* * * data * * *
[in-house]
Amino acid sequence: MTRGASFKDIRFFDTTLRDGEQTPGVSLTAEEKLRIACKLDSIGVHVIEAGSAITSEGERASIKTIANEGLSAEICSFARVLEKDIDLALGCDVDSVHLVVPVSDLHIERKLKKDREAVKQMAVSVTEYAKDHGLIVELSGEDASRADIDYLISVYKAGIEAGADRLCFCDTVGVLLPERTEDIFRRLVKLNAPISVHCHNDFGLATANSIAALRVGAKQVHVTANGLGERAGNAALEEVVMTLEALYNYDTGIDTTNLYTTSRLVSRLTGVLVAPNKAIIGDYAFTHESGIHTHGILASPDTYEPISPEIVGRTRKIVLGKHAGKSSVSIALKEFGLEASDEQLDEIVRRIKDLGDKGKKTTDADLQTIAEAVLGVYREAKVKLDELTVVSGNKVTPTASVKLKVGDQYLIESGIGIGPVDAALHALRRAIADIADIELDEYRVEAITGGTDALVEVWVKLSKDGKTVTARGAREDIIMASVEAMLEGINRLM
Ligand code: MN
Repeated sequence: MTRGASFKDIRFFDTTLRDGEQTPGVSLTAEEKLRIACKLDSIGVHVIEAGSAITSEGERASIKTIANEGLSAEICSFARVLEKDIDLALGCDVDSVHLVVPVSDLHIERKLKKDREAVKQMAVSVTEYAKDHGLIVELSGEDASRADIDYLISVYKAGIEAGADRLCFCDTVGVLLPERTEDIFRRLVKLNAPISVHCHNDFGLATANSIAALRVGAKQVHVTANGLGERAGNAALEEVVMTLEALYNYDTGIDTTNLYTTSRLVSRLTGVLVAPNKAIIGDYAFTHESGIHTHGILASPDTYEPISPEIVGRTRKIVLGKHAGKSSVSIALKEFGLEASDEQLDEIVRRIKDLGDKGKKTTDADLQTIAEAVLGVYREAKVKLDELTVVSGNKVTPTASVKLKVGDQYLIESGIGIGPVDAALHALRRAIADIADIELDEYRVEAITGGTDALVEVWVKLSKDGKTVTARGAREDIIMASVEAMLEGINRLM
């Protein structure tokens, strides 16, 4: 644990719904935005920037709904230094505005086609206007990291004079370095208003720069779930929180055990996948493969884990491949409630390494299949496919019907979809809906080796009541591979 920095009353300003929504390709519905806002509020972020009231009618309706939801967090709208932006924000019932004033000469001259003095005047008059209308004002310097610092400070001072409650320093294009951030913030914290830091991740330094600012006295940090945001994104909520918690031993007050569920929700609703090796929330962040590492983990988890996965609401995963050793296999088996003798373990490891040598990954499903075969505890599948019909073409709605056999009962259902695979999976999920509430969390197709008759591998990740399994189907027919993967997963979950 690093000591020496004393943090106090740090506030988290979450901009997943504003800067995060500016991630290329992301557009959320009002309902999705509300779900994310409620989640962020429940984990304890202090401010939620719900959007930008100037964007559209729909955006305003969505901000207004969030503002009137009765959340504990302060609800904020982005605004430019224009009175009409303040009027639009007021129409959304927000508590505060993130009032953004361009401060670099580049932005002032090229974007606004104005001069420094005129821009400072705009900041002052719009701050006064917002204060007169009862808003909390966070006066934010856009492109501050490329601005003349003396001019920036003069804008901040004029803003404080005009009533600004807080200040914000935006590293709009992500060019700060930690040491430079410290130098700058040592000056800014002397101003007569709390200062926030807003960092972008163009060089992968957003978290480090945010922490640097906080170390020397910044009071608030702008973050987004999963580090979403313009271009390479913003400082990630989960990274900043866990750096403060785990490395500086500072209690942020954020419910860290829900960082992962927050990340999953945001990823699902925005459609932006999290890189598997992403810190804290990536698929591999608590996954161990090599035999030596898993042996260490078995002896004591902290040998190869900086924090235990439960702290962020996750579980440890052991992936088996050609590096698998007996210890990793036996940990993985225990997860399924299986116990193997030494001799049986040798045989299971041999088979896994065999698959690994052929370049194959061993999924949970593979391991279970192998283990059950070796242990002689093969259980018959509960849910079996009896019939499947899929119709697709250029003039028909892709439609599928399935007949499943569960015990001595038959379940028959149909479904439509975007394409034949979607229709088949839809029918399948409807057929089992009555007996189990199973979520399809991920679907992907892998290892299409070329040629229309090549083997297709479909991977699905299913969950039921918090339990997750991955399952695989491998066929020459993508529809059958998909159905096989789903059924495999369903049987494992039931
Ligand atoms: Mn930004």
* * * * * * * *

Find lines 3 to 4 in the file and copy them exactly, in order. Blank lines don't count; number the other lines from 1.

Ligand code: MN
Repeated sequence: MTRGASFKDIRFFDTTLRDGEQTPGVSLTAEEKLRIACKLDSIGVHVIEAGSAITSEGERASIKTIANEGLSAEICSFARVLEKDIDLALGCDVDSVHLVVPVSDLHIERKLKKDREAVKQMAVSVTEYAKDHGLIVELSGEDASRADIDYLISVYKAGIEAGADRLCFCDTVGVLLPERTEDIFRRLVKLNAPISVHCHNDFGLATANSIAALRVGAKQVHVTANGLGERAGNAALEEVVMTLEALYNYDTGIDTTNLYTTSRLVSRLTGVLVAPNKAIIGDYAFTHESGIHTHGILASPDTYEPISPEIVGRTRKIVLGKHAGKSSVSIALKEFGLEASDEQLDEIVRRIKDLGDKGKKTTDADLQTIAEAVLGVYREAKVKLDELTVVSGNKVTPTASVKLKVGDQYLIESGIGIGPVDAALHALRRAIADIADIELDEYRVEAITGGTDALVEVWVKLSKDGKTVTARGAREDIIMASVEAMLEGINRLM